GOP Representative David Craig of Big Bend was happy that his measure got a public hearing Tuesday, with about a month to go in the current session.
Craig told the Assembly Transportation Committee he believes the DOT is over-using roundabouts, and putting them in places where they're not workable.
Modular housing representative Amy Bliss said her company's trucks are too big to use the roundabouts, and it costs more to find detours around them.
State DOT engineer Jerry Zogg testified against letting communities veto roundabouts, saying they've reduced serious accidents. A study last year showed that roundabouts reduced severe mishaps by 38 percent, but minor fender-benders rose by 12 percent.
About 280 of the European-type traffic circles have been installed in Wisconsin since the 1990's. The DOT expects to build another 90 in the next three years.
Fake e-mailed utility bills are malware, officials warn
MADISON -- Wisconsin utility customers are being told to watch for fake bills in their in-boxes.
State consumer protection officials say they've received complaints about e-mails from the "Energy Billing Service" or "Energy Billing System."
The fake bills are in the range of $500 and people are asked to click on a link to review their most recent bills. Consumer protection official Sandy Chalmers say the bills look real, but clicking on them could make you download malicious software.
That could give your machine a virus, or lead to a fake Web site where someone will try steal your identity by coaxing out personal information. The state also says that We Energies has received about 50 complaints from its customers about the e-mails. We Energies offers e-mail billing, but the real subject line says "We Energies - My Account."
Anyone receiving a fake e-mail is urged to delete them.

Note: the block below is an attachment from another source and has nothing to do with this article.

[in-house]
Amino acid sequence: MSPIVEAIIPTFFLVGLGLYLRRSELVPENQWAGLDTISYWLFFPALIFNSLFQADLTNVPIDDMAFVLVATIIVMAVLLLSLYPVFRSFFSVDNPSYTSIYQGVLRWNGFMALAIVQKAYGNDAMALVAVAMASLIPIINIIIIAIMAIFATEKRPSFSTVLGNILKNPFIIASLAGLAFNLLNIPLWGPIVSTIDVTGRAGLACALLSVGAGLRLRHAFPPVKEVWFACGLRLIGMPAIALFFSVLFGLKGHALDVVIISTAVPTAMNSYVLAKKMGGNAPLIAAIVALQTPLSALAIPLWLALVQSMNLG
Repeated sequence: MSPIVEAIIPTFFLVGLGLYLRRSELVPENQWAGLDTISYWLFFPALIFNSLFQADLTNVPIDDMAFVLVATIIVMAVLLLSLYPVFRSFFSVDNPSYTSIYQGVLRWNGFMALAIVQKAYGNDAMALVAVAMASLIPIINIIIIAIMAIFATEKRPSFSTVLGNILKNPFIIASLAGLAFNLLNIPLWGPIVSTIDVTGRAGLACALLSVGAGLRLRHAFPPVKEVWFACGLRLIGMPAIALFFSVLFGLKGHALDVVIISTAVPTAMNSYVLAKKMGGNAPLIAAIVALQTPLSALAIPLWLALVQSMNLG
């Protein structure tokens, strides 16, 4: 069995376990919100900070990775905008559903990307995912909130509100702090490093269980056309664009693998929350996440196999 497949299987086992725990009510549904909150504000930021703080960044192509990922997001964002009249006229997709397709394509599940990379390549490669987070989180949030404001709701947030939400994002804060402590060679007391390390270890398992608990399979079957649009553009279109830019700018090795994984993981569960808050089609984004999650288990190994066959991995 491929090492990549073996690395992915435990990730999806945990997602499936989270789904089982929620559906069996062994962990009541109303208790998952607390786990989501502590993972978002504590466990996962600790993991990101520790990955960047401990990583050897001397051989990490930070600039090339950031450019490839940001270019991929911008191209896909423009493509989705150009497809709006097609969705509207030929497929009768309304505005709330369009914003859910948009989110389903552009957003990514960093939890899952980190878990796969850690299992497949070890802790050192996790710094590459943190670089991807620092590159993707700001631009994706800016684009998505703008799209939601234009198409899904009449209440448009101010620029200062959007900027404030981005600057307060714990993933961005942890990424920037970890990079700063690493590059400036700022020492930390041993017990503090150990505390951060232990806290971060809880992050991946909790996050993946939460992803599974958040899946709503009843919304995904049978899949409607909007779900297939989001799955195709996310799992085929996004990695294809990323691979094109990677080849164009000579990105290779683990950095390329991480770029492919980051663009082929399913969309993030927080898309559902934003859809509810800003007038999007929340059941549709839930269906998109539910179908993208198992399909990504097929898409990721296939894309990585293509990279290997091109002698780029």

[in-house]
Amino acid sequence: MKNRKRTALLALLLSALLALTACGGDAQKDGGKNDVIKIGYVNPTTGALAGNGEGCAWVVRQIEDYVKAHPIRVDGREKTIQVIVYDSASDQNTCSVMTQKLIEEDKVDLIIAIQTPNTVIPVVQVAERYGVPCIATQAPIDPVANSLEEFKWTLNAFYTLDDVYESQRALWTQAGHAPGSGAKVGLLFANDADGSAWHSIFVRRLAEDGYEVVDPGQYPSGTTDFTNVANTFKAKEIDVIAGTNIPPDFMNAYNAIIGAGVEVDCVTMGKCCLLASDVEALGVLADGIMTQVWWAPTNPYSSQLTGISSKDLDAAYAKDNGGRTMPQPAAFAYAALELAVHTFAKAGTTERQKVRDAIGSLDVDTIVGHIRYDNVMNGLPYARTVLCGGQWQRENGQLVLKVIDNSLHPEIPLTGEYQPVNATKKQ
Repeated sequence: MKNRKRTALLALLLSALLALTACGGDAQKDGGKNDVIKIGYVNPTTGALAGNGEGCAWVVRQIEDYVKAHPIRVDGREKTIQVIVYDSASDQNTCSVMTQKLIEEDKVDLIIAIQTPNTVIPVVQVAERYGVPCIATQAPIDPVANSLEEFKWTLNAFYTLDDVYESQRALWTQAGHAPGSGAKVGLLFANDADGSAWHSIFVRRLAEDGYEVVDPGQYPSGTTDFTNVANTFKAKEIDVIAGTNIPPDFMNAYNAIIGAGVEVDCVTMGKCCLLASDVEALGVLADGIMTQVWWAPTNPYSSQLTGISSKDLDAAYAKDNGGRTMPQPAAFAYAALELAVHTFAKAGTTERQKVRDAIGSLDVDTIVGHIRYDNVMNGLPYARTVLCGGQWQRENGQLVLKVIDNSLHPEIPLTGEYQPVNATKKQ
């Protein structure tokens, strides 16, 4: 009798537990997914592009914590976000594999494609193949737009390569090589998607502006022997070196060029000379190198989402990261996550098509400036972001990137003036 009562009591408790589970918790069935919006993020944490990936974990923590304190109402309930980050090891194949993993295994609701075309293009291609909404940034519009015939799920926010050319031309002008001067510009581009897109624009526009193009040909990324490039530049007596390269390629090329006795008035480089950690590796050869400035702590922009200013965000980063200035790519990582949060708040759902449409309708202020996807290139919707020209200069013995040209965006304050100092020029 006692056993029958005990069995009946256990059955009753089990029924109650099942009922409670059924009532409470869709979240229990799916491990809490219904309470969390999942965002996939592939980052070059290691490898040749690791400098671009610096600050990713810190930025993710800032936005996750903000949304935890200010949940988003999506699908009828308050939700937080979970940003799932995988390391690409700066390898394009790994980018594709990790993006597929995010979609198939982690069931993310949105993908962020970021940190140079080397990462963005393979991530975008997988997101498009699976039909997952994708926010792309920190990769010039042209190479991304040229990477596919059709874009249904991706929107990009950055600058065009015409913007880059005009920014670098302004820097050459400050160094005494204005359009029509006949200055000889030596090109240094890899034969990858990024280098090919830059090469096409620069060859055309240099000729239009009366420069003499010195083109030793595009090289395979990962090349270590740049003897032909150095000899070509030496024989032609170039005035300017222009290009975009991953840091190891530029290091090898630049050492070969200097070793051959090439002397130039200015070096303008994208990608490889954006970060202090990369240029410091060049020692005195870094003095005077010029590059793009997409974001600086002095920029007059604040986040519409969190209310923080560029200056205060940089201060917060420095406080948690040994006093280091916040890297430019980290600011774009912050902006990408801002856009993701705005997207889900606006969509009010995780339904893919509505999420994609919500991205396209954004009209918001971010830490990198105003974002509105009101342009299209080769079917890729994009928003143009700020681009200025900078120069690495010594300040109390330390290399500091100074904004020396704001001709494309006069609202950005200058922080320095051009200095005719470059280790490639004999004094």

Rhinelander next town to mull cell phone restrictions
RHINELANDER -- A committee in Rhinelander will spend the next month considering the idea of banning hand-held cell phones while driving, after Wausau passed a similar ban earlier this month.
Alderman George Sauer, who proposed the ban, said he saw a dozen drivers chatting on cell phones while going from his house to City Hall for Tuesday night's meeting.
Police Chief Michael Steffes says inattentive driving laws now cover the distracted chatters but a more specific cell ban would be another tool to stop dangerous situations.
Rhinelander Mayor Dick Johns says he's not wild about having local police do the work, while the state grabs up most of the revenue from the fines. He wanted to know how much Madison's cut would be.
Johns also said he'd rather see a statewide ban cell ban by drivers, but it doesn't appear likely this year.
Seven minority Democrats and one Republican have signed onto a bill introduced in the Assembly earlier this month. It's parked in a committee with just over a month to go in the current legislative session.
-- Ken Krall, WXPR, Rhinelander
EPA providing $5 million more to control invasives
The federal Environmental Protection Agency is giving another $5 million to projects that control invasive species in the Great Lakes region.
Officials announced 11 grants Tuesday as part of the ongoing Great Lakes Restoration Initiative.
Wisconsin agencies did not directly receive any of the latest grants, but the state could indirectly benefit by a $500,000 grant to Michigan Tech University to prevent the spread of Eurasian water-milfoil in Lakes Superior and Huron.
The plant has been known to create thick canopies, cause snags to boat motors, and potentially cause problems for fish.
The Restoration Initiative has spent over $220 million over the past five years to fight invasive species.
Almost $100 million of that was spent on ways to prevent the bloated Asian carp from reaching the Great Lakes from the carp-infested Mississippi River.